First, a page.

Tag: Radical Feminism

Rush to Censor

I thought we’d reached the nadir of the Sandra Fluke thing with Mark Steyn pontificating when he clearly had not bothered to read her testimony (note to Mark: she never talked about her sex life. I mean, at all). But … as always … there is no debate in this country on which the Right can possibly be as stupid as the Left.

First, there is Gloria Allred, who is determined not to let a controversy pass without making a fool of herself. She’s threatening libel lawsuits and prosecution under an obscure law that makes it a crime to impugn a woman’s chastity. Seriously. Remember when such laws were seen as a holdover from a less-enlightened time? There were times in high school when I would have killed for someone to impugn my chastity. Just a little bit. One of the whole points of this debate — and in fact the feminist movement — is that women should not be ashamed of their sexuality.

But — and I am as surprised by this as you — Gloria Allred has not made the stupidest utterance on this matter. No, that took the combined talents of not one, not two, but three raving neo-feminist loons.

Limbaugh doesn’t just call people names. He promotes language that deliberately dehumanizes his targets. Like the sophisticated propagandist Josef Goebbels, he creates rhetorical frames — and the bigger the lie, the more effective — inciting listeners to view people they disagree with as sub-humans. His longtime favorite term for women, “femi-Nazi,” doesn’t even raise eyebrows anymore, an example of how rhetoric spreads when unchallenged by coarsened cultural norms.

Wow. You went for the Nazi reference right off the bat. I might have held back a bit before uncorking that one.

I do want to take a moment to talk about “femi-Nazi”. I was a regular Limbaugh listener for most of the 90’s and still occasionally tune him in. I have never heard him use the word “femi-Nazi”. The only time I am aware, second-hand, of him using it was when he was criticizing feminists for lamenting the decline in the number of abortions and opposing very common-sense regulations. His point was that anyone who saw a decline in the number of deaths of what was arguably a human life deserved such a moniker. I’m not sure I disagree.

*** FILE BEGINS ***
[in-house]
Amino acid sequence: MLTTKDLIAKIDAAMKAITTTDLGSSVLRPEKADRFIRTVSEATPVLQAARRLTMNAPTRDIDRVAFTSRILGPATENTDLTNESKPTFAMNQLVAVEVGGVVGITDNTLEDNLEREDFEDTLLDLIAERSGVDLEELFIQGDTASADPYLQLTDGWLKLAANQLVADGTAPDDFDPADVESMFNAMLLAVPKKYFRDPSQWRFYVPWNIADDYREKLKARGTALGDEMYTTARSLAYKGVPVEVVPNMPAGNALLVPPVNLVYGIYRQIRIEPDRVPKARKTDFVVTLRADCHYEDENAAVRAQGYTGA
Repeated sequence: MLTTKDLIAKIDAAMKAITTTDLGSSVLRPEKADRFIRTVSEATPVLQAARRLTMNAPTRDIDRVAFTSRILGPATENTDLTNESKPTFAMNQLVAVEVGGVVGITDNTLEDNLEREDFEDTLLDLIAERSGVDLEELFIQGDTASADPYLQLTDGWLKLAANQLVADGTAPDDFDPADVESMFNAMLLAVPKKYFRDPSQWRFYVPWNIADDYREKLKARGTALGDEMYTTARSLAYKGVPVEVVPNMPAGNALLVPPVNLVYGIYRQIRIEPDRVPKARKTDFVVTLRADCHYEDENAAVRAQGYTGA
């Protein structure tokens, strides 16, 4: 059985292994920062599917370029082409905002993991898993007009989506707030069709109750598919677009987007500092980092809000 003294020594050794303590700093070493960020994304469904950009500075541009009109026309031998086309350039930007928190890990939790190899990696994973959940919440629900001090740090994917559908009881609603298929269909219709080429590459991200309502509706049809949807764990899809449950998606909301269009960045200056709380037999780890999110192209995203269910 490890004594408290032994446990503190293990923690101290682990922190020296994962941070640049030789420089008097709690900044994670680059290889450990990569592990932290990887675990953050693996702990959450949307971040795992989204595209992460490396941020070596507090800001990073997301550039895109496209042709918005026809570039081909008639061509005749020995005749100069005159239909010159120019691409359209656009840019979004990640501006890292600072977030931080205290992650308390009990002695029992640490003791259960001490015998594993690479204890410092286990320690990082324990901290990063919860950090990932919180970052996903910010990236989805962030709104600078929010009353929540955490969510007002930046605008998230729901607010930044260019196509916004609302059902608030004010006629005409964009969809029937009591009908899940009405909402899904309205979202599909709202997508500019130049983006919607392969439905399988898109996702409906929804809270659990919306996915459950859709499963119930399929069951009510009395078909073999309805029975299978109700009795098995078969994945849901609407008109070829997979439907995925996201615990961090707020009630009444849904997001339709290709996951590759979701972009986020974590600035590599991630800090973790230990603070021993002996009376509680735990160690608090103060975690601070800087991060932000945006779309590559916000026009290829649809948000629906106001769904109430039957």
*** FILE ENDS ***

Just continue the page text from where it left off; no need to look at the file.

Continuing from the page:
But, surprisingly, that’s not the stupidest thing in the op-ed. After calling on Clear Channel to dump Limbaugh, they say:

If Clear Channel won’t clean up its airways, then surely it’s time for the public to ask the FCC a basic question: Are the stations carrying Limbaugh’s show in fact using their licenses “in the public interest?”

Spectrum is a scarce government resource. Radio broadcasters are obligated to act in the public interest and serve their respective communities of license. In keeping with this obligation, individual radio listeners may complain to the FCC that Limbaugh’s radio station (and those syndicating his show) are not acting in the public interest or serving their respective communities of license by permitting such dehumanizing speech.

The FCC takes such complaints into consideration when stations file for license renewal. For local listeners near a station that carries Limbaugh’s show, there is plenty of evidence to bring to the FCC that their station isn’t carrying out its public interest obligation. Complaints can be registered under the broadcast category of the FCC website: http://www.fcc.gov/complaints.

Wow. You will never find a better distillation of the radical feminist mindset. They believe the FCC should be looking over all broadcasts to make sure they fulfill some nebulous “public interest”. Anything that does not meet the public interest — public interest as defined by Gloria Steinem, Jane Fonda and Robin Morgan — should be silenced.